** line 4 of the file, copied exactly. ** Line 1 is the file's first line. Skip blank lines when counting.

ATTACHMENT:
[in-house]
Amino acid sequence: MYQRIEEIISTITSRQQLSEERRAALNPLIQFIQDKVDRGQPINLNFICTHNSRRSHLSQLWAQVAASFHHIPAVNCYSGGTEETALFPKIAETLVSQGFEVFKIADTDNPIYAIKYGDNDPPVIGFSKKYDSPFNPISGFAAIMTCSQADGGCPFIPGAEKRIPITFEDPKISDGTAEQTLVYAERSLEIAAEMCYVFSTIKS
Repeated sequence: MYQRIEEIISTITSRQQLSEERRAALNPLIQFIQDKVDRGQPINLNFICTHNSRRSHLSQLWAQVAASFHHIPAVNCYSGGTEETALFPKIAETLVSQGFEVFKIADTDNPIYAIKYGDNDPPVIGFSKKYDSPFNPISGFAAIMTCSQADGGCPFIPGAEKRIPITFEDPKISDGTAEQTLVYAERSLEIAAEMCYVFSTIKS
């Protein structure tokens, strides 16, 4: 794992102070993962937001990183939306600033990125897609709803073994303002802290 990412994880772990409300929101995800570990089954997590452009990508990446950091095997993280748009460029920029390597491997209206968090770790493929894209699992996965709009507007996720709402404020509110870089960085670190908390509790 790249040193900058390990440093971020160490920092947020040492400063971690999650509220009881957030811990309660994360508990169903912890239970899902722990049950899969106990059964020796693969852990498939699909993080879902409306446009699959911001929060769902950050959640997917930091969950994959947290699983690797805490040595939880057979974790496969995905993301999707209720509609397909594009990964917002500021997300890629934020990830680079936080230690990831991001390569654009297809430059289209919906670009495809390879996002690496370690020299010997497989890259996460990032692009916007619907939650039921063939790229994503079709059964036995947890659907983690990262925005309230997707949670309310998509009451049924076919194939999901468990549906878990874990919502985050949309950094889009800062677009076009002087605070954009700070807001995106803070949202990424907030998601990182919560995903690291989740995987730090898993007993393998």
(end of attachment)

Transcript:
């Protein structure tokens, strides 16, 4: 794992102070993962937001990183939306600033990125897609709803073994303002802290 990412994880772990409300929101995800570990089954997590452009990508990446950091095997993280748009460029920029390597491997209206968090770790493929894209699992996965709009507007996720709402404020509110870089960085670190908390509790 790249040193900058390990440093971020160490920092947020040492400063971690999650509220009881957030811990309660994360508990169903912890239970899902722990049950899969106990059964020796693969852990498939699909993080879902409306446009699959911001929060769902950050959640997917930091969950994959947290699983690797805490040595939880057979974790496969995905993301999707209720509609397909594009990964917002500021997300890629934020990830680079936080230690990831991001390569654009297809430059289209919906670009495809390879996002690496370690020299010997497989890259996460990032692009916007619907939650039921063939790229994503079709059964036995947890659907983690990262925005309230997707949670309310998509009451049924076919194939999901468990549906878990874990919502985050949309950094889009800062677009076009002087605070954009700070807001995106803070949202990424907030998601990182919560995903690291989740995987730090898993007993393998």